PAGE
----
[Manhattan] What places would you recommend to shoot architecture?

Discussion in 'Travel' started by slecoanet, Dec 29, 2004.

  1. Hello everyone!

    I'm about to spend 1 week holidays in NY and intend to shoot
    Manhattan by night. I browsed the guides to try to find some places
    to get nice views, but it's hard to guesstimate it on maps!

    I'd need any advice to shoot:

    - isolated skycrapers (Woolworth, Chrysler, Met Life, UN
    headquarters ...) from inside Manhattan, and I don't know how to find
    places where they wouldn't be hidden by other buildings.
    I intend to shoot from ground, I already tried from the Empire State
    building but it's not the kind of view I like for architecture shots.

    - side wiews of Manhattan, either from Brooklyn or New Jersey (or
    from any place else I don't know yet)

    I already shot some pics from Brooklyn heights but now that I have a
    rather wide angle (FOV=90 degrees) I'd need to get as close as
    possible of Manhattan, and still see interesting things.
    Is it too much asking?

    Thank you in advance for any hint!

    Stephane Lecoanet
  2. For the side view and the beautiful Brooklyn Bridge, there is a park right at the Brooklyn side of the bridge, I believe it's called Brooklyn Bridge Park. I've been there once, but I forget the exact name of the park.

    Also, from the Long Island/Brooklyn side, almost anywhere you can stop along the BQE (Brooklyn-Queens Expressway) is going to offer up a nice side view. Not sure about the Jersey side, but I know that many of the well known pictures of Manhattan have been shot from Jersey.

    If you can afford it, one of those 15 minute helicopter rides around Manhattan might give some really spectacular views that would be impossible to get otherwise. Whether you can get a decent shot through the helicopter's glass is another story...
  3. IMO, the best place to shoot the NY skyline is from Alexander Hamilton Park on River Road in Union City. Another place is Liberty State Park in Jersey City, which offers a close-up view of lower Manhattan (and the area where the WTC was), the Statue of Liberty (from the side & behind) and Ellis Island.

    If you're driving, to get to Liberty State Park, take the Lincoln Tunnel. Follow signs for the NJ Turnpike south, and then watch for signs for the park. I think its around exit 15. Its pretty big, but the roads take you through it pretty well. My favorit spot is near the old railroad terminal and ferry slip.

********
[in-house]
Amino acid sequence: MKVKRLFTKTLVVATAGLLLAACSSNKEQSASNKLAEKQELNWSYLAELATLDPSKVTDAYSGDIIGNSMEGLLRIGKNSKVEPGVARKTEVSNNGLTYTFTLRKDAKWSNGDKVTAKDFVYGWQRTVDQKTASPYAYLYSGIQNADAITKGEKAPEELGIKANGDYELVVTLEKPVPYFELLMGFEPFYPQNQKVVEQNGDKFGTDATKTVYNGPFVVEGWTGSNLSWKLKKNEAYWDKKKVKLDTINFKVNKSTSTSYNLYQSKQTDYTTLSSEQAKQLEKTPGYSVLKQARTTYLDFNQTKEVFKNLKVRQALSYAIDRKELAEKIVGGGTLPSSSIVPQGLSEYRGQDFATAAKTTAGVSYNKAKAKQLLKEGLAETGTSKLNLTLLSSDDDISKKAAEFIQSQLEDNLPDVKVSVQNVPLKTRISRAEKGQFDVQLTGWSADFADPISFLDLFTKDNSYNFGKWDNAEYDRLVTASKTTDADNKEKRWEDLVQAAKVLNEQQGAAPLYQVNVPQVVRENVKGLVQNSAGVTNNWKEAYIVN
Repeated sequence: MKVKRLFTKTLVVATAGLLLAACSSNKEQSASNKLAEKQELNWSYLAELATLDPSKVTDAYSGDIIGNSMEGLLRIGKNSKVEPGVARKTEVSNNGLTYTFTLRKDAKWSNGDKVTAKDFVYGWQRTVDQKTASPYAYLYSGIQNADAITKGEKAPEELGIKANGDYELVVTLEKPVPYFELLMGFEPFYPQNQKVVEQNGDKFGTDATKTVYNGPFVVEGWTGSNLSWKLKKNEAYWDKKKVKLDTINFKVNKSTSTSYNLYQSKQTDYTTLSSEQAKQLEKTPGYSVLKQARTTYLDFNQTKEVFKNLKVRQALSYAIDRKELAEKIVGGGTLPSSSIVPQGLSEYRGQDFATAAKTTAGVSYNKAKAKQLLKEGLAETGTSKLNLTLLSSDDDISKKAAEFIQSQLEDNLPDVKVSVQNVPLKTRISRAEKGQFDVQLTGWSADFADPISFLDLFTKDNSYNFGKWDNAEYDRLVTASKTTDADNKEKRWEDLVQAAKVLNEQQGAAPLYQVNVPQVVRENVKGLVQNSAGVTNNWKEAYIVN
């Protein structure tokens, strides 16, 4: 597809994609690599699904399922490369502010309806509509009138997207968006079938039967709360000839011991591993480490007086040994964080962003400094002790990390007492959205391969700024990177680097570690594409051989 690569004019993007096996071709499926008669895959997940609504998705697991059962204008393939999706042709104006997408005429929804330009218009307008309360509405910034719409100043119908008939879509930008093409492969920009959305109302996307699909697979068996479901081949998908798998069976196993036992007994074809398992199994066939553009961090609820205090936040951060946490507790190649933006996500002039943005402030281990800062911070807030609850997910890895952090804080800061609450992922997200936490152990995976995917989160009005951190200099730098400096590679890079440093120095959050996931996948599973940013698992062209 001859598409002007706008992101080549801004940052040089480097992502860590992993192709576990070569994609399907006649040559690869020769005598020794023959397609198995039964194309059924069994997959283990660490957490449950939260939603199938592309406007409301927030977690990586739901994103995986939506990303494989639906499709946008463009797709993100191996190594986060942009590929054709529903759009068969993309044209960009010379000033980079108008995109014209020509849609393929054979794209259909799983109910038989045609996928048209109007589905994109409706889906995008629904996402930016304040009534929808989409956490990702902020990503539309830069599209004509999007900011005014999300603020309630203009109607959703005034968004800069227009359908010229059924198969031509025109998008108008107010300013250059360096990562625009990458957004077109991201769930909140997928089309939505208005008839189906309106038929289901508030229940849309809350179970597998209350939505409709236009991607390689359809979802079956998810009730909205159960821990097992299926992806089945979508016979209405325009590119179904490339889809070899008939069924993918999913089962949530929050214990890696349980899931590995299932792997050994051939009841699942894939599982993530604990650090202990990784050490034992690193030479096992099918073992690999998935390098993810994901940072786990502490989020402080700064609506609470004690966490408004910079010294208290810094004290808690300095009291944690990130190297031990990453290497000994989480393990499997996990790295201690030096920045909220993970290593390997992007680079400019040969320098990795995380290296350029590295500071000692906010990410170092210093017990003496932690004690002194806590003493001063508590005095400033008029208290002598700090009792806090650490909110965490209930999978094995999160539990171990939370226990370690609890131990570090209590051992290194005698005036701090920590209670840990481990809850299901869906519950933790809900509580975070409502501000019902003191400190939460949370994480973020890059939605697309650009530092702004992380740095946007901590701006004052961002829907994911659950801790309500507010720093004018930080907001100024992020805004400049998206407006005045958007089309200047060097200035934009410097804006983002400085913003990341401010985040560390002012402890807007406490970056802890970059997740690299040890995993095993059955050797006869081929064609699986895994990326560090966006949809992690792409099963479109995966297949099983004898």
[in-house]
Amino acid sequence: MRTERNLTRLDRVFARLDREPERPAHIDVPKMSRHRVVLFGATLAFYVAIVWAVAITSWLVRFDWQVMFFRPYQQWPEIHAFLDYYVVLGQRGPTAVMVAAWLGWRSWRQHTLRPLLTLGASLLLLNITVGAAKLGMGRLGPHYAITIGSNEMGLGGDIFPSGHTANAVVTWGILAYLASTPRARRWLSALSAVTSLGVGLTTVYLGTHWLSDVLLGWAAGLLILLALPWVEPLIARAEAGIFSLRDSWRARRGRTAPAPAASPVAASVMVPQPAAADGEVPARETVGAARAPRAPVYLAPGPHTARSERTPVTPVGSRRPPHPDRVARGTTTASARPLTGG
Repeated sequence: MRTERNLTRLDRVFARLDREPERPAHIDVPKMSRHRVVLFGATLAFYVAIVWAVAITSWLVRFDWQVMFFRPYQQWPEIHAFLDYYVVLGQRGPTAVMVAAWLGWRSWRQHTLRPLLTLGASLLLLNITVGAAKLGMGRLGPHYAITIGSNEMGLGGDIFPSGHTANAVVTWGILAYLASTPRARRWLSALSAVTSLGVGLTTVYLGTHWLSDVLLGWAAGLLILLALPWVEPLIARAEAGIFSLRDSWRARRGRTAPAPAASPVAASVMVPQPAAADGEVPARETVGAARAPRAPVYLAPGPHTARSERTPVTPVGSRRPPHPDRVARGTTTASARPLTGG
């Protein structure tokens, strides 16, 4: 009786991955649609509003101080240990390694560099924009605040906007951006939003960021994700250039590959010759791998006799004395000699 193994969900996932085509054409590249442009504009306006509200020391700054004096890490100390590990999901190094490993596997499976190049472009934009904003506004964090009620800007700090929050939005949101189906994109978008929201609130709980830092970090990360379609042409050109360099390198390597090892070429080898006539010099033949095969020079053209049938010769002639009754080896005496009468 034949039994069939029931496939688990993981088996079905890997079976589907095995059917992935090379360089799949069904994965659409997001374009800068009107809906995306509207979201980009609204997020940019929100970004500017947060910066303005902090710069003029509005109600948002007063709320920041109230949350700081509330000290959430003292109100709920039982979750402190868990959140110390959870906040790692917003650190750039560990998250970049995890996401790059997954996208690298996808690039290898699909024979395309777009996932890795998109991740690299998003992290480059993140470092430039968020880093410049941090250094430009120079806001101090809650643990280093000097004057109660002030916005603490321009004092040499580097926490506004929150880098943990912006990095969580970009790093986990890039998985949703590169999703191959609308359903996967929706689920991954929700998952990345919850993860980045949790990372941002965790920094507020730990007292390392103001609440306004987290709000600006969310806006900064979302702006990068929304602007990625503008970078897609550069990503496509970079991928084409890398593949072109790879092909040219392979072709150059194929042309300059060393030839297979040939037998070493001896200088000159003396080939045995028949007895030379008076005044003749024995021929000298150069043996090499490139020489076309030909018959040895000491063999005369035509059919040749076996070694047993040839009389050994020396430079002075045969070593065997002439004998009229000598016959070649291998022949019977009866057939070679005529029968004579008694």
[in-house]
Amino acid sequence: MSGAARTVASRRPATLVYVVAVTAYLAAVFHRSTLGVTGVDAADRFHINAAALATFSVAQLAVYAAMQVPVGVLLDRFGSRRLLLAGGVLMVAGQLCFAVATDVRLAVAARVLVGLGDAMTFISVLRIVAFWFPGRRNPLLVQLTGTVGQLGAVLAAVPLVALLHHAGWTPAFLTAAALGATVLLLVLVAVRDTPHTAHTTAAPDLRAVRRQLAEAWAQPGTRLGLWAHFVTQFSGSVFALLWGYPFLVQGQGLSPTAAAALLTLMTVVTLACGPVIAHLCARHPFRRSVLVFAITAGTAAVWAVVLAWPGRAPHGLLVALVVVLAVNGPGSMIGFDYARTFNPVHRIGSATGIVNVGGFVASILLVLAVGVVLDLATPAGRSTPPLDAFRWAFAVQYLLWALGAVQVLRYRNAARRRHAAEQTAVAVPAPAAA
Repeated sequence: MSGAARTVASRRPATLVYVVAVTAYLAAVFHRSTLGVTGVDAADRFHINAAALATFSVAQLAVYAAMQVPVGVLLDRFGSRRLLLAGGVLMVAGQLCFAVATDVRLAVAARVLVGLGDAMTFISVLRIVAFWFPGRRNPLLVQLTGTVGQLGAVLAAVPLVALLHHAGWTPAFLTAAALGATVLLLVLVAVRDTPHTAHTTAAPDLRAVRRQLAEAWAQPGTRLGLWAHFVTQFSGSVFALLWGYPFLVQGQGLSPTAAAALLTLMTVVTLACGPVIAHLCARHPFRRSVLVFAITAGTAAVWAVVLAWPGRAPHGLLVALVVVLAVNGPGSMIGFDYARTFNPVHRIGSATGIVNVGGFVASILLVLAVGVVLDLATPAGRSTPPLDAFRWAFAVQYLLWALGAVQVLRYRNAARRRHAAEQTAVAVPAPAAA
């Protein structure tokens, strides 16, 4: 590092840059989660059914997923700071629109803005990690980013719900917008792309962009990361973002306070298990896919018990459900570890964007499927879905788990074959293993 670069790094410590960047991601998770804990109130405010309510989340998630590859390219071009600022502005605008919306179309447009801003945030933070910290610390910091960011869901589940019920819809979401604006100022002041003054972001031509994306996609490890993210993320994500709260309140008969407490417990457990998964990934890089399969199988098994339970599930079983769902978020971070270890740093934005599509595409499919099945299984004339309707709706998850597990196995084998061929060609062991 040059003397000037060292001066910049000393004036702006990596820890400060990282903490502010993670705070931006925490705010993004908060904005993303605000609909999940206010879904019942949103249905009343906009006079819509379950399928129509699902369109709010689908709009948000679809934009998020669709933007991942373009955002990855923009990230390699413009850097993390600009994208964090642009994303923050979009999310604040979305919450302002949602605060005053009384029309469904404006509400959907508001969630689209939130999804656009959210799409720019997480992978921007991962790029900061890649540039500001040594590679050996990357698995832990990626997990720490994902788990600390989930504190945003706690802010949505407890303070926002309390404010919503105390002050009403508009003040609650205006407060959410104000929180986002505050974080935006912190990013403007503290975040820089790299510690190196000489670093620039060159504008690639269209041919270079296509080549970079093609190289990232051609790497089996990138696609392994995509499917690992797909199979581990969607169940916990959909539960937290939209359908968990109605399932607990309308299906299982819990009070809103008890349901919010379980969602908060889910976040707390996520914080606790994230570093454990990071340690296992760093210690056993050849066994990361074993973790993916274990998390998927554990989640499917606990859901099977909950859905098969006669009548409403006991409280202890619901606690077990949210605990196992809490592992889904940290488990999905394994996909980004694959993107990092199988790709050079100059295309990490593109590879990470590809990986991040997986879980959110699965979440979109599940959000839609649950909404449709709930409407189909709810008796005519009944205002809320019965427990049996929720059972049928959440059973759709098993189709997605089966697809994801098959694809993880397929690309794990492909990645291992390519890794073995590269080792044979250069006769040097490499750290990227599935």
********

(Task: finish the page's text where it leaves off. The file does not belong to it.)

From there, head back north on the Turnpike towards the Lincoln Tunnel, but get off at the last exit in NJ at the top of the helix which goes down to the tunnel. At the bottom of the ramp, turn left, and follow that road as it goes up hill & curves around. After the last curve, you come upon a view of NYC that will take your breath away. A little farther down the road on the right is the Alexander Hamilton Park (its pretty small) which offers panoramic views, especially of midtown (Empire State, Chrysler), but you can also see downtown. If you get there shortly before sunset, the light reflects off the buildings witha beautiful golden glow like the one posted here.

    If you're not driving, there are ferries from NY, which go near to both places, although it might involve a bit of walking.

    Here's a link to these and some other spots.

    Have a great time.
  4. Definitely check out Long Island City if you get a chance. Take the #7 train from Times Sq. or Grand Central to the first stop in Queens (Jackson Ave). Walk to the water (if you are unsure which way, look for the only two highrise buildings and walk towards them). There is probably no better spot to photograph the UN than from here. Also very good views the Empire State and Chrysler.

    For the Met Life building, I highly recommend walking north on Park Ave. towards the building, taking pictures every several blocks (and do the same walking south). You will get some amazing (and varied) perspectives.

    Another possibility is to take the Water Ferry around from stop to stop (the ferry operates in both East and Hudson rivers).

    Finally, if you are on the adventurous side, you can go to the west-side "El" train. It is an old elevated train line that no longer operates, but still stands in Chelsea (around 10th ave from about 14th street to 30th). There are still a few stairways up at various points -- I think there is one around 16th street). You will get some stunning and rare views from up there. A word of caution, however, because I do not believe it is technically open to the public (although people do go up there often, and I have never had a problem).....

    Hope this helps and enjoy your trip!
  5. I always loved the view looking south from the Triborough Bridge. Try it early in the evening - 6:00ish - when the office lights are still blazing.
  6. Take the PATH train from Manhattan (e.g., from 14th, 23rd, or 34th) to Exchange Place in
    Jersey City. Once you come up to street level, there is a pier and a little park area right on
    the waterfront. You can walk up and down along the Hudson to get different angles. If you
    are ambitious, you can also walk down to Liberty State Park - although it might be easier
    to take a cab. I'm sure you know that the light hits Manhattan from the Brooklyn side in
    the morning - well, here it does so in the evening, basking downtown in that oh-so-
    pleasant light we all like.

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